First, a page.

In 1987 David left London. He took a career break, settling in Bristol, where he has lived ever since.
He resumed his career in 1991.
In 1991, David began a long association with two original and successful theatre companies: first Show of Strength (dedicated to new writing) and then, both as a Founder and an actor from its very first season, Shakespeare at The Tobacco Factory.
For Show of Strength he appeared as Melorne in 'The Golden Age' and in the world premiere of Fanny Burney's 'A Busy Day', in which he created the part of Tom Watts; both of these were directed by Alan Coveney. This was followed by another premiere, 'Rough Music' by James ilson, in which David played Brian; it was directed by Andrew Hilton, soon to become the creator and Artistic Director of Shakespeare at the Tobacco Factory.
The success of Shakespeare at the Tobacco Factory has become theatre legend. David's roles have included,
During this period too he returned to BBC Radio, becoming for a second time a regular in dramas, poetry programmes and features. His voice was often heard on Poetry Please and Time For Verse, in Age To Age and in plays and serials from 'Dixon of Dock Green' to the epic 'Gilgamesh' in which he played a primeval forest giant, with help from BBC special effects.
His narrations of short stories for Radio include a series by Mavis Gallant, and Marina Warner's 'Out of The Burning House' - the reminiscences of a dying drag artist and panto dame.
Full length Audio Books (for Isis, Chivers and BBC Audio Books): 'The Outlandish Knight' by Richard Adams, in which David also sang 30 unaccompanied folk-songs, Julia Jarman's children's series 'The Time-Travelling Cat', Margaret Yorke's 'Admit To Murder', Neville Shute's 'Marazan'.
For Carlton/MCI Spoken Word he narrated 'Inspector Morse' audio cassettes (short-listed for the Sony Awards).
David has devised and performed three one-man shows.
The first, called 'It's Bad For You To Think Too Much', was highly autobiographical. The last celebrated the final ten years of Henry Nouwen, priest, lecturer and circus lover who spent the end of his life with Jean Vanier's L'Arche Community. L'Arche is an extended family of people with learning difficulties. Nouwen, gifted, vulnerable and internationally famous, identified deeply with them. Both plays were about feeling unusual, outside the mainstream. In between, from 1994 to 1999, following the same theme in a different way, David toured widely in a show called 'Outsiders'.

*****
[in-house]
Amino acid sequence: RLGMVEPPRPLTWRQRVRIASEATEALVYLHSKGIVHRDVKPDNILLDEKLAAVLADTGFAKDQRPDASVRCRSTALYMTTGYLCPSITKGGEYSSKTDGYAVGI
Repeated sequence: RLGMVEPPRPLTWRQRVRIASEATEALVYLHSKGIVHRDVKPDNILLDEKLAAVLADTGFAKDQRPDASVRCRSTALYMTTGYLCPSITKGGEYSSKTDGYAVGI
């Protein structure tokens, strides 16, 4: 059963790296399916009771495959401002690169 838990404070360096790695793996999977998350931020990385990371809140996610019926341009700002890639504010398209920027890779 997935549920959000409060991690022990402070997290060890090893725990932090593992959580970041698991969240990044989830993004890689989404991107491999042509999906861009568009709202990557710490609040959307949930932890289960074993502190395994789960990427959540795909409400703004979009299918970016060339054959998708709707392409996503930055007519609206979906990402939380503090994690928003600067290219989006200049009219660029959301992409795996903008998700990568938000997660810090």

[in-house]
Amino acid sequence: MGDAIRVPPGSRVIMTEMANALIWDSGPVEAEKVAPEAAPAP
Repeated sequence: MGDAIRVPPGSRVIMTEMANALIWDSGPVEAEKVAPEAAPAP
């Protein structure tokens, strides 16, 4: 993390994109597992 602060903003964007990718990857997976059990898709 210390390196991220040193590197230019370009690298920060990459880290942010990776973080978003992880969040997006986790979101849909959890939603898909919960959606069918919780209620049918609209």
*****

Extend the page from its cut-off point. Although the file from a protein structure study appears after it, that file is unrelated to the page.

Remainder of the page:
The script of 'Outsiders'came word for word from the Bible. The first part was the story of Ruth, from the old testament, perhaps the earliest story of a woman who gave up everything for love (of her mother-in-law). The second was St Paul's Letter to The Galatians - spoken as if Paul was in the act of dictating it to his young companion Barnabas. Paul at the time was a complete outsider; he had betrayed his Jewish faith and privileged position, was deeply distrusted by his fellow Christians, and had disgraced himself as a Roman citizen. This show was seen in Coventry Cathedral by a huge audience, in many parish churches and halls in Bristol and Somerset, in Oxford and Richmond, and twice at major conferences in Swanwick, Derbyshire.
Theatre in church has a long and radical history, overturning conventional religious clichés again and again. In this tradition, Neville Boundy has written and produced his plays in churches, cathedrals and theatres all over the country: notably 'Father and Son; Son and Father' and 'Five Sides Of A Circle'. David has played the Father in three productions since 2003 and both Matthew and John in productions of 'Five Sides Of A Circle'.
In 2004 he had the unforgettable experience of Narrating and playing the King in Walton's 'Henry V Suite'. This is a solo marathon in which one actor recreates the highlights of Shakespeare's magnificent play, with full orchestra and chorus.
The live performance in Bristol's Anglican Cathedral was conducted by Mark Lee. David has also appeared often at St George's Brandon Hill, Bristol as narrator in Christmas Children's Concerts, and other events, with Roger Huckle and The Emerald Ensemble (now The Bristol Ensemble).
In the late 90's David had the major role in HTV's 'Where's Willy?' by Catherine Johnson, who shortly afterwards hit the big time when she wrote 'Mama Mia'. 'Where's Willy' premiered on stage at the Bristol Old Vic and was then immediately filmed for television with the same cast. The story, set in the dressing room of a night club during a male stripper's performance at a rowdy hen night, was based on The Bacchae by Euripides.
David has also appeared in 'Casualty', but with no great distinction.